Free Educational Resources

June 2012

Fun Stuff:
Fruit Machine:

This interactive workshop will introduce participants to free websites that will not be blocked by your school filter. Included will be video sites to replace YouTube, ebooks and interactive sites to increase achievement and student engagement.

Web 1.0 vs. Web 2.0

Too often Web 1.0 was authoritarian and top-down-"this is the way it is". Web 2.0 is democratic and bottom-up. Instead of the New York Times 1.0 site telling you what the important stories of the day were, and shows the stories users have voted the most important.

Web 1.0 sites were simply to be read passively. Web 2.0 sites invite participation: voting content up or down, rating it, commenting on it, submitting new posts. By 2000, was letting you review books, but these days you can participate in many more ways: create lists of products (top 10 lists, lists of classics by certain authors, etc.), write product guides and edit wiki articles (Amapedia). In 2000, Amazon was using its sites to sell products it stocked; in the Web 2.0 world, Amazon now lets you list and sell your own new and used books and products through their site as well.

Web 1.0 sites were static and rarely changed (except for news sites), where Web 2.0 sites are dynamic and change hourly or more often, reflecting all of those user contributions.

Web 1.0 sites were closed, but Web 2.0 sites are collaborative. Where quickly became the leading Web 1.0 news web site, now has a sister site,, where videos are submitted by users. CNN then mines this content and fact-checks some videos for inclusion on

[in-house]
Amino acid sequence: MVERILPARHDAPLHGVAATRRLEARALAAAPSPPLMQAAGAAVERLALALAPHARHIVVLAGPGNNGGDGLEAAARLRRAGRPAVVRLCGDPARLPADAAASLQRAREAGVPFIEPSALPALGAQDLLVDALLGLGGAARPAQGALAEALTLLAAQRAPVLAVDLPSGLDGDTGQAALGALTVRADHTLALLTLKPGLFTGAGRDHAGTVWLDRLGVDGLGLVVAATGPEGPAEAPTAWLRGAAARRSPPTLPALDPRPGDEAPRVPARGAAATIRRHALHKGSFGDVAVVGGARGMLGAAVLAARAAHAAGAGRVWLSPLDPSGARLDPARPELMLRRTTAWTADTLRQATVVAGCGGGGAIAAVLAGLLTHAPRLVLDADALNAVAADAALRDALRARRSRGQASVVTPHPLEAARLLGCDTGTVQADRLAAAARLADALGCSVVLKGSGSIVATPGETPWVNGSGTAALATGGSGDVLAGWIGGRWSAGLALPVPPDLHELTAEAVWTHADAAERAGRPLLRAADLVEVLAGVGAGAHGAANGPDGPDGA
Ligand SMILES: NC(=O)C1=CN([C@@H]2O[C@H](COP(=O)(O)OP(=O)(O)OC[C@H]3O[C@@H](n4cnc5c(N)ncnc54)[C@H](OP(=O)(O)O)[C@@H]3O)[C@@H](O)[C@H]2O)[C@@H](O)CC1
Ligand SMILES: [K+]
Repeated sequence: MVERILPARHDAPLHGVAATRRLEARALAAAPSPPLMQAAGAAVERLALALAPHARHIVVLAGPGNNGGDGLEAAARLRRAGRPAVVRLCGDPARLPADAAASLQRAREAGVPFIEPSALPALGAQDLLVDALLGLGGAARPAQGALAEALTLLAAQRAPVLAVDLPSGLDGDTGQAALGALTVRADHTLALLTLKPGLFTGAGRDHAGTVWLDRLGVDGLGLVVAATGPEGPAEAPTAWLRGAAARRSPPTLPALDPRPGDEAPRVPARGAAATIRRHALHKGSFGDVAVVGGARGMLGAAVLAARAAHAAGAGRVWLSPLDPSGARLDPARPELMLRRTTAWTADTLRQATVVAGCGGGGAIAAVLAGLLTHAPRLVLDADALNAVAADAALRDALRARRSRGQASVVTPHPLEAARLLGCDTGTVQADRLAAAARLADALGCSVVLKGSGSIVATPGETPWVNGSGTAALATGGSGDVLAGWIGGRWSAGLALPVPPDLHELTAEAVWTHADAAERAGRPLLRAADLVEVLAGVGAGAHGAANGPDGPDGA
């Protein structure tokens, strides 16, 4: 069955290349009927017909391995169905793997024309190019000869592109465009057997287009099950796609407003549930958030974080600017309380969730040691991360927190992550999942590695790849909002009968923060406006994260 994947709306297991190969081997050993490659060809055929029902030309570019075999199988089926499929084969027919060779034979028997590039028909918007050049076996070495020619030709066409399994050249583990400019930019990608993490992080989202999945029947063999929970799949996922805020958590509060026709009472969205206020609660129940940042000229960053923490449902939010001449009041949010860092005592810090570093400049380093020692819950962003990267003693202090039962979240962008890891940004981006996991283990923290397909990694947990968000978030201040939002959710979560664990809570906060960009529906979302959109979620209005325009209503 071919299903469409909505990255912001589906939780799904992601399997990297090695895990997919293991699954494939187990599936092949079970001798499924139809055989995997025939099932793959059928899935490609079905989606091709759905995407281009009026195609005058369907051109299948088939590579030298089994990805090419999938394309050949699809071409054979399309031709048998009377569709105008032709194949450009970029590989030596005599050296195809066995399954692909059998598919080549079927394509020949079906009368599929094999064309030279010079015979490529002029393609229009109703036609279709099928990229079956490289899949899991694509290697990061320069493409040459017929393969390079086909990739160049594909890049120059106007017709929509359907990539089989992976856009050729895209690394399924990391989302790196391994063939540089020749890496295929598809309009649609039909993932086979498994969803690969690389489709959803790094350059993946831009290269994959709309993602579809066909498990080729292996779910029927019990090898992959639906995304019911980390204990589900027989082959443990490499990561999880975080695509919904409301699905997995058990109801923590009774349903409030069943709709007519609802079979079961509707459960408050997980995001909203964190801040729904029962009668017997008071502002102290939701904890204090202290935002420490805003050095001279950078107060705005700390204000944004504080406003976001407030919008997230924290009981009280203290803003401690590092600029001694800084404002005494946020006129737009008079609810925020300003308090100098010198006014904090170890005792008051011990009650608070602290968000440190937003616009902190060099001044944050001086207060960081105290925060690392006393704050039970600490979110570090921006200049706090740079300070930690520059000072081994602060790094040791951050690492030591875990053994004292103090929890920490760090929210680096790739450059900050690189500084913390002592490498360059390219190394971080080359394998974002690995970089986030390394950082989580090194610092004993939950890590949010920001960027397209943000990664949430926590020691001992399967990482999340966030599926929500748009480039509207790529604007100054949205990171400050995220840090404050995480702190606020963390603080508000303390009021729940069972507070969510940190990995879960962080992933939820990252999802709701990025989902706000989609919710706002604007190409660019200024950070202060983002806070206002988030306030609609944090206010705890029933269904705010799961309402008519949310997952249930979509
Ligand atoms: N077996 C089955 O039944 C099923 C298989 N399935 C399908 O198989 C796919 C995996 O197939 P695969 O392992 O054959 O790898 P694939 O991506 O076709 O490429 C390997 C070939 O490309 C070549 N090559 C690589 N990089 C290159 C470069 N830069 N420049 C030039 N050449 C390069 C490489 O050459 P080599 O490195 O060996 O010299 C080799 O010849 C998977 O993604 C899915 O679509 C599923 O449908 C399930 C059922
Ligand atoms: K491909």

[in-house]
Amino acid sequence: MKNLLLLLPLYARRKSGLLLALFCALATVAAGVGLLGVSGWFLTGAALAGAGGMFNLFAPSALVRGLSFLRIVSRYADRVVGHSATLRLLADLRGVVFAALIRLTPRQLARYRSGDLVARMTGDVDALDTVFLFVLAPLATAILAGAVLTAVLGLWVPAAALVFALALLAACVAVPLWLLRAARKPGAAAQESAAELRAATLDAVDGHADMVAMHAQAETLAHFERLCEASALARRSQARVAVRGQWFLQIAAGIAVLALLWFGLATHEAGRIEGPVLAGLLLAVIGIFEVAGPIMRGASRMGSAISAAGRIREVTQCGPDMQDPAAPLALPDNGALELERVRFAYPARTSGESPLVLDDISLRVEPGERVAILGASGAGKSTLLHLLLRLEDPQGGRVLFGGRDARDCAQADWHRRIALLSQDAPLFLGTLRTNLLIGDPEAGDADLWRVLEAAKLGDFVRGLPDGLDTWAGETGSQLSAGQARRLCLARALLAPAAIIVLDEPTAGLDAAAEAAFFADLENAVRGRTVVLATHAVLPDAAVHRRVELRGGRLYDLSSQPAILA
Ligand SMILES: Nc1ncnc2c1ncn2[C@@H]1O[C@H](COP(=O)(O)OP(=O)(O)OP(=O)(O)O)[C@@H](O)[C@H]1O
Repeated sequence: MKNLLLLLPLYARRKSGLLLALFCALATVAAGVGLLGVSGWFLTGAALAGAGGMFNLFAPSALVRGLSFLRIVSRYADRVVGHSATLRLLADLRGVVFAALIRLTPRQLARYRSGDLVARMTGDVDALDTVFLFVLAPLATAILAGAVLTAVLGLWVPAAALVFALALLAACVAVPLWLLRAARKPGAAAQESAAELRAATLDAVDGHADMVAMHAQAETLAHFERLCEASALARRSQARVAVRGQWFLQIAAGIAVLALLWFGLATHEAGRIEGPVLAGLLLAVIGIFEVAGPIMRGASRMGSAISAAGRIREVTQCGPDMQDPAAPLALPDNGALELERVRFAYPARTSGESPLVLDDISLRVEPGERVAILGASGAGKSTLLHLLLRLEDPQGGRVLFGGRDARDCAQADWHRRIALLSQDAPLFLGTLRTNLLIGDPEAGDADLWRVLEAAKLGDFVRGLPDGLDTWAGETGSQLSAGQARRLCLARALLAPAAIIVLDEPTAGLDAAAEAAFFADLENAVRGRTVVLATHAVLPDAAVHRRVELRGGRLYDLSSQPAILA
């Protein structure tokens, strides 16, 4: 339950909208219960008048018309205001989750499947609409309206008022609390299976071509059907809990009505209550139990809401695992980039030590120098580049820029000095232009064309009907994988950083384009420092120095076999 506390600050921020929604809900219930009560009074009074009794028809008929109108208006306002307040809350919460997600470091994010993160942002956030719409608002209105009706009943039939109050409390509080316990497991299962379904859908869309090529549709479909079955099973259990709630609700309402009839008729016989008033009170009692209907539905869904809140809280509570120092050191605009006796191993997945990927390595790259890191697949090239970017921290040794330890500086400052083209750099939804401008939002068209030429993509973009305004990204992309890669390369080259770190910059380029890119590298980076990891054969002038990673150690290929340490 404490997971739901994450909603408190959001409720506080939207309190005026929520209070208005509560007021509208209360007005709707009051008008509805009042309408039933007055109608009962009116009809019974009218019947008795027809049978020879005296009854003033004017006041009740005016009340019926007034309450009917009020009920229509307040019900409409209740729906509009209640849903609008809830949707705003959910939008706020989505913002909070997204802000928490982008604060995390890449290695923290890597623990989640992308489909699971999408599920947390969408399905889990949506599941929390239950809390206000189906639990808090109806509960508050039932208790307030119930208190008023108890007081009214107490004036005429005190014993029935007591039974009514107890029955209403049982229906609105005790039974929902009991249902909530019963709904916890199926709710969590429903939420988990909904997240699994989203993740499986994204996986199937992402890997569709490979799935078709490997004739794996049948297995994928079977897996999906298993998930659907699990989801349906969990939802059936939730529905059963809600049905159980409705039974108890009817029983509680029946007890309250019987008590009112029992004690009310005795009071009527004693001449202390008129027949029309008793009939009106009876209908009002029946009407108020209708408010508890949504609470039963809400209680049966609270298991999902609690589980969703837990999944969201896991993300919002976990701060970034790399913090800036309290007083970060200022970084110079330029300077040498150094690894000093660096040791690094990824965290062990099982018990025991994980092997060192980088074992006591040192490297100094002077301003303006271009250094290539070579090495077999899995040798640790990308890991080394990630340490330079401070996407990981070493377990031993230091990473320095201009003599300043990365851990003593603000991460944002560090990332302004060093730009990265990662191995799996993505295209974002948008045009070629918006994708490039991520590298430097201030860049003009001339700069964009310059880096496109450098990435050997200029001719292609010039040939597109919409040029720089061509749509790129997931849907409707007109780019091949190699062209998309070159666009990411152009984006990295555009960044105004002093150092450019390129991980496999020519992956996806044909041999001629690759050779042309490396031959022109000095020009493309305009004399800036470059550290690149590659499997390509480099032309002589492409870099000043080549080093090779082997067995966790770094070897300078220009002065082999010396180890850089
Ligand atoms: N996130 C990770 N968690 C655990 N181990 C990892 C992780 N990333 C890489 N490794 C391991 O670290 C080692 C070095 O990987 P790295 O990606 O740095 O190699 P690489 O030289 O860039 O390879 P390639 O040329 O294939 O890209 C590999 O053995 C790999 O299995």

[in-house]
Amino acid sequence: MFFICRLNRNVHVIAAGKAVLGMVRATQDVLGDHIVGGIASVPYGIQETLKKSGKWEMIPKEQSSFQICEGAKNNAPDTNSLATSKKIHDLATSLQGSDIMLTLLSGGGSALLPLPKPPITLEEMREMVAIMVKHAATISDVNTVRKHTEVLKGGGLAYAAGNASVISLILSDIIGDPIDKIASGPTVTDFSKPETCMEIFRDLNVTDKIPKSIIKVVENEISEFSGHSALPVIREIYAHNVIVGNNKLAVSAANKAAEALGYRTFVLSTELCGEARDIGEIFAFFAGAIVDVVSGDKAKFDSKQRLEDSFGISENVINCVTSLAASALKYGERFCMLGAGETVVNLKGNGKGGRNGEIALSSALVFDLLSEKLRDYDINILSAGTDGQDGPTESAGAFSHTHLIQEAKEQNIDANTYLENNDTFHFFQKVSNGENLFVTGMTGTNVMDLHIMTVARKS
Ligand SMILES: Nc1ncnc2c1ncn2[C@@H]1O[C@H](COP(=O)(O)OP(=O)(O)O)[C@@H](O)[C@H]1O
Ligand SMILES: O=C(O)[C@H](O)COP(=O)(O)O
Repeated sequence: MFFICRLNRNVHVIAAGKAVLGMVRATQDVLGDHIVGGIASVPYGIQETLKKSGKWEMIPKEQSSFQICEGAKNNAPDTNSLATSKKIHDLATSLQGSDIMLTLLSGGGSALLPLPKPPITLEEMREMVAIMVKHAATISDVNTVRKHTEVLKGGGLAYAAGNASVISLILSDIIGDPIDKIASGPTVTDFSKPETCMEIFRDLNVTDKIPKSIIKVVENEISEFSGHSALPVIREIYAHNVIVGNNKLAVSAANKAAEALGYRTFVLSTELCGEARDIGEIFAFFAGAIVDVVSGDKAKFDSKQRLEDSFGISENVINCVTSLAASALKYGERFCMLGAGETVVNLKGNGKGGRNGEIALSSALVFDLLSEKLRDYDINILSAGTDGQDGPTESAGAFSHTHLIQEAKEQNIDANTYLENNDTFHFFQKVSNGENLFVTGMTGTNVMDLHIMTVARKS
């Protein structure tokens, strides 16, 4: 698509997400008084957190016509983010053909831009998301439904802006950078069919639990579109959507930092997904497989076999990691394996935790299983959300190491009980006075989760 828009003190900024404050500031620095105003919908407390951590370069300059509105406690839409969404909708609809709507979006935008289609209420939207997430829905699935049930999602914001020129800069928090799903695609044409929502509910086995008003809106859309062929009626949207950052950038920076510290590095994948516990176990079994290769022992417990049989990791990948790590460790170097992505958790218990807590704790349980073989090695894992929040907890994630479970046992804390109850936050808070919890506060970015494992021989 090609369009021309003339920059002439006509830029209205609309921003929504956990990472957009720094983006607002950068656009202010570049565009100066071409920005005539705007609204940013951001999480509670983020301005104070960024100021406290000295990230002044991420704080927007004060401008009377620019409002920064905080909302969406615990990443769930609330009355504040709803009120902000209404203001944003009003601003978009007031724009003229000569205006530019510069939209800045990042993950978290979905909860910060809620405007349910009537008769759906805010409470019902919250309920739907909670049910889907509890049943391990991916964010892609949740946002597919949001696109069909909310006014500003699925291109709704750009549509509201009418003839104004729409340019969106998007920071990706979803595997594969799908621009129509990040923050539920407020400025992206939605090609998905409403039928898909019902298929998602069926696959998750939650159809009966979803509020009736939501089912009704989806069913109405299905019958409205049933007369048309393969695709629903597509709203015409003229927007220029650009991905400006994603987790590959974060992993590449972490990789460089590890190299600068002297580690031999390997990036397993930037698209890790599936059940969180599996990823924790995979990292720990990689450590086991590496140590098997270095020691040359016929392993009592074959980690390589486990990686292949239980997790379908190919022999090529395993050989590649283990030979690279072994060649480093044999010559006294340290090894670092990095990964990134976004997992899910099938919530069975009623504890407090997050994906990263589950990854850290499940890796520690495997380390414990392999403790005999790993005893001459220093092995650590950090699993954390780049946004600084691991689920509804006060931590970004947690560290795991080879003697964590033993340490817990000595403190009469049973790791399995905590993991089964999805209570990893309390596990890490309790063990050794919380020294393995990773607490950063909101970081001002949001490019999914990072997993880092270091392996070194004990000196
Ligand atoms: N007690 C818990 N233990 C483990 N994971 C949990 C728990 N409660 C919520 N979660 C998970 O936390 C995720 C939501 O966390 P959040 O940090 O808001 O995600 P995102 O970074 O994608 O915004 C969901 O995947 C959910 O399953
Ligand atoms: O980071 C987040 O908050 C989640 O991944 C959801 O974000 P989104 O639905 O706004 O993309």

Website Evaluations

In addition to evaluating sites, there are sites out on the internet that are created for the sole purpose of teaching students that searching and finding a website does not mean that it is a worthwhile resourse:

Using the first rubric above, compare the two websites below. When you finish complete the form below.


Copyright Information

Copyright On Campus

A Fair(y) Use Tale

ccLearnOpen learning and open education (OER) division of Creative Commons

Fair Use Checklist
This checklist is a tool to assist you in applying the balancing test for determining whether you may make or distribute copies of works protected by copyright without having to obtain the permission of the copyright holder.

Thinking through Fair Use

US Copyright Office

Copyright guidelines FAQ
The assumptions and rules that applied in the classroom no longer apply when that same material is committed to recorded media. Because the consequences of improperly using copyrighted material can be great the University of Washington has but together a FAQ about copyright issues you should consider.


Explore the Thinkfinity website and complete the form below with a resource you can use in the coming year.

Class Contributions on Thinkfinity:

Internet Safety

Be Aware
Be Web Aware is a national, bilingual public education program on Internet safety. The initiative was developed and supported by Media Awareness Network (MNet), Bell and Microsoft Canada.'s site contains educational programs and resources to help people deal with the act of bullying and its long-lasting negative consequences.